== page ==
The Department of Energy and Environmental Protection is overseeing the cleanup of roughly 90 gallons of oil following a transformer fire in Bloomfield on Tuesday morning.
The fire broke out at a Connecticut Light & Power substation on Hoskins road.
The cleanup project is expected to take some time, according to DEEP officials. That's because the fire broke out inside the substation, and crews can't get into the site to begin digging because of the power and electricity running through.
"He drove up and said 'did you hear a big explosion?'" said William Janowetch, of Bloomfield.
Janowetch lives across the street from the substation. He said he had no idea about the fire until his neighbor asked him about it.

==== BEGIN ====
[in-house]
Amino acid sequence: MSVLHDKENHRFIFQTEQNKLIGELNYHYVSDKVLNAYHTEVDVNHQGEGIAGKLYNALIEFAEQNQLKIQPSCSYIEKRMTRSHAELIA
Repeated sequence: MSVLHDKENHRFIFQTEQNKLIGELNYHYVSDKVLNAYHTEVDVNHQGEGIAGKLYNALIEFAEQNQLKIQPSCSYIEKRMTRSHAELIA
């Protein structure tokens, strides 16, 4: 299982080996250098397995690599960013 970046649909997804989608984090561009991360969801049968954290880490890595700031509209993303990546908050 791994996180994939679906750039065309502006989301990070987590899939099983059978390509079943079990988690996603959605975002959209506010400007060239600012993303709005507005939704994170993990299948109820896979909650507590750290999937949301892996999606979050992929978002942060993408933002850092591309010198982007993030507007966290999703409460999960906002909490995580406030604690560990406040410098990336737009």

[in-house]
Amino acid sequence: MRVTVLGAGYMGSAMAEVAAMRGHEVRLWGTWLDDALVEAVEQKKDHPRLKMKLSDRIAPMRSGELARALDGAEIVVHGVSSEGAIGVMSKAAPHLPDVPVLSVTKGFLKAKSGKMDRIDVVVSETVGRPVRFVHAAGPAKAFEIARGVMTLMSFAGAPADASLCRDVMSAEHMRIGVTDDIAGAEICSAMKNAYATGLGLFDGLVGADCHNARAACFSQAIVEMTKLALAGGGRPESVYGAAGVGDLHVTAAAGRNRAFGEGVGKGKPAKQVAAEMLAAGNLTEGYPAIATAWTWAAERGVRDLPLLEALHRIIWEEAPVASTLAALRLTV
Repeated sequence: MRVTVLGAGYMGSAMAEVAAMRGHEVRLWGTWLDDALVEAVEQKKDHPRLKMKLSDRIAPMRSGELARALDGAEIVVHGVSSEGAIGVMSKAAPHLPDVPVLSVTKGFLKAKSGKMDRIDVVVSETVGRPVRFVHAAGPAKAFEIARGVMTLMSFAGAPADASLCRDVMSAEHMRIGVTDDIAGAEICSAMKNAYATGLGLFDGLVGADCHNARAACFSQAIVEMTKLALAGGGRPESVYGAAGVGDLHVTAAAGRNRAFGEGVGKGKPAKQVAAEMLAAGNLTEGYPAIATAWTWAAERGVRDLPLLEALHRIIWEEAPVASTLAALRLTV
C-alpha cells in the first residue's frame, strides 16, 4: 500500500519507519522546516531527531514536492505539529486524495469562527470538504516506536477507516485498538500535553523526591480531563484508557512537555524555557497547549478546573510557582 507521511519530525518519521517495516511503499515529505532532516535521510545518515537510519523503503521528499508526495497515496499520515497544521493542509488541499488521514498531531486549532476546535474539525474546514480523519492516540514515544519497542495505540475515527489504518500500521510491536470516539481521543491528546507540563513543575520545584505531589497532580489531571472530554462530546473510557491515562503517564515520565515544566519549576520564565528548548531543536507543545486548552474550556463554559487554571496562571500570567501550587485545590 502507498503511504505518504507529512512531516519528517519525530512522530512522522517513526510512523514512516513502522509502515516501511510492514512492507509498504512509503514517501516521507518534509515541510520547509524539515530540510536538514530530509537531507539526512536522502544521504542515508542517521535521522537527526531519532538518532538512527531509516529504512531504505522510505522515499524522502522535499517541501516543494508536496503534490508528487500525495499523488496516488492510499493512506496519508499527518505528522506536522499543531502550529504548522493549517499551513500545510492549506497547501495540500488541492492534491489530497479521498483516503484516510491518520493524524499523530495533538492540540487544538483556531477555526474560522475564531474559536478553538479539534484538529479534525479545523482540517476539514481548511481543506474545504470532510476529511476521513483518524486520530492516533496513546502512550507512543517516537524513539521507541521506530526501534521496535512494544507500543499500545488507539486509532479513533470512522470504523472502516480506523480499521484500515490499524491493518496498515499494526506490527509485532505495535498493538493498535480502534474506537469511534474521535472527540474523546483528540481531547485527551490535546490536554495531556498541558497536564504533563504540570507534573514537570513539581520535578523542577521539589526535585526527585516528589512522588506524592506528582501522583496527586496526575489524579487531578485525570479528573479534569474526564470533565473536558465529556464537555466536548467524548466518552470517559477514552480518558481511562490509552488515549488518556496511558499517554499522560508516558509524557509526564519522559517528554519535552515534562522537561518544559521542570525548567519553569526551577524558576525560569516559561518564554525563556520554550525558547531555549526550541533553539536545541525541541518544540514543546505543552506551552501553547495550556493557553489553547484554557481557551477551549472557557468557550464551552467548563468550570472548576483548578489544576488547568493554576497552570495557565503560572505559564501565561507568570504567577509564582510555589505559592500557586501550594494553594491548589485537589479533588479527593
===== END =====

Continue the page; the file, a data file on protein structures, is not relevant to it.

CL&P officials said there was a problem with a 115,000-volt transmission line leading into the sub station. That caused a transformer in the middle of the substation to explode and catch fire early this morning. Oil began to leak from inside and started to contaminate the soil.
"The good thing is it's isolated within the substation, the public can't get to it," said Rich Scalora, of DEEP. "Yes it's a threat to the environment, but it's contained here at the substation."
Scalora estimated about 90 gallons of dielectric fluid leaked into the soil.
The spill is contained to inside the fenced-in area and the public is not in any danger, it's just going to take a while to clear.
"The voltage is ridiculous," Scalora said. "They bring in environmental contractors that use vacuum technology, big vacuums on a truck. They suck up the soil and get down to the point where (the soil) is clean."
DEEP officials will continue to monitor the progress of the cleanup.
No CL&P customers lost power when the fire broke out.
No injuries were reported.
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